Animal rights: Autonomy and redundancy [Book Review]
David Bourget (Western Ontario)
David Chalmers (ANU, NYU)
Rafael De Clercq
Ezio Di Nucci
Jonathan Jenkins Ichikawa
Jack Alan Reynolds
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Journal of Agricultural and Environmental Ethics 14 (3):259-273 (2001)
Even if animal liberation were to be adopted, would rights for animals be redundant – or even deleterious? Such an objection, most prominently voiced by L. W. Sumner and Paul W. Taylor, is misguided, risks an anthropocentric and anthropomorphic conception of autonomy and freedom, overly agent-centered rights conceptions, and an overlooking of the likely harmful consequences of positing rights for humans but not for nonhuman animals. The objection in question also stems from an overly pessimistic construal of autonomy-infringements thought to result from extending rights to animals, and also, of confusions that supposedly may ensue from ascribing animal rights. Whether or not a case for animal liberation and/or animal rights can cogently be made, the redundancy-or-worse objection to animal rights need pose no barrier.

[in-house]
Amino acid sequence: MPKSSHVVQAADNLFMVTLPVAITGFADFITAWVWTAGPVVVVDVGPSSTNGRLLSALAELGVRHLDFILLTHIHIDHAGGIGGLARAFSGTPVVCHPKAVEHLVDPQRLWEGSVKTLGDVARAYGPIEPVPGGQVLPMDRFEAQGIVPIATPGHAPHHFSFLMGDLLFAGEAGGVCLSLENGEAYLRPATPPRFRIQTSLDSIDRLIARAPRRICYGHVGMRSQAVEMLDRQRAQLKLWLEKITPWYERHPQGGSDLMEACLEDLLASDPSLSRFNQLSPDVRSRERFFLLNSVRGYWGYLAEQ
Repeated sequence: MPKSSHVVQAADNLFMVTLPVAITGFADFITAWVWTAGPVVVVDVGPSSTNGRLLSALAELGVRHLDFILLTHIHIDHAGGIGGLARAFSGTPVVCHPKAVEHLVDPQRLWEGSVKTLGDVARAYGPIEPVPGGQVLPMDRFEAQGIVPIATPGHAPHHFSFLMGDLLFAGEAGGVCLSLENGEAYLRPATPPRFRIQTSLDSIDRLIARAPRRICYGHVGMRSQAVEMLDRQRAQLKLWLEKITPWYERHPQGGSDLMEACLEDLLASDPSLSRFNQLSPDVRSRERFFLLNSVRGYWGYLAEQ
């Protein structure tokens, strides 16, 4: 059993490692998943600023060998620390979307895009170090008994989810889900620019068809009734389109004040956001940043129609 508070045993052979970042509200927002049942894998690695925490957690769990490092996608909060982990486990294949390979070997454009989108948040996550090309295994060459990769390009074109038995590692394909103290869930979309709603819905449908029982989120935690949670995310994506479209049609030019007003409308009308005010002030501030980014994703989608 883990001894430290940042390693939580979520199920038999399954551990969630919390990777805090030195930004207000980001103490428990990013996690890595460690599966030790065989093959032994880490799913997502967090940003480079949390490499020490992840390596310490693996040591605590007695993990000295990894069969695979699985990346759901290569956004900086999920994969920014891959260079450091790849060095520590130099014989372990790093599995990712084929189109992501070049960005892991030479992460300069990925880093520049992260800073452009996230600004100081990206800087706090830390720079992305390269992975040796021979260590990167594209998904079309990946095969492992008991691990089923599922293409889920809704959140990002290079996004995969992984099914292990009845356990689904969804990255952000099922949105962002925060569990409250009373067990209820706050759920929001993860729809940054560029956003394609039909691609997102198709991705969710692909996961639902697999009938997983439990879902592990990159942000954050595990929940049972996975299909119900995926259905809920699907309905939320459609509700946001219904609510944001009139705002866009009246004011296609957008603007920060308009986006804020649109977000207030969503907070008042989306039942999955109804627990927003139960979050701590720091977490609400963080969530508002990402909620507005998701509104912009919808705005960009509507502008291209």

|Keywords||animal liberation animals anthropocentrism anthropomorphism autonomy ethics rights utilitarianism|
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Citations of this work BETA
Kamel Mellahi & Geoffrey Wood (2005). Business Failure in the Use of Animals: Ethical Issues and Contestations. Business Ethics 14 (2):151–163.
Kamel Mellahi & Geoffrey Wood (2005). Business Failure in the Use of Animals: Ethical Issues and Contestations. Business Ethics: A European Review 14 (2):151-163.
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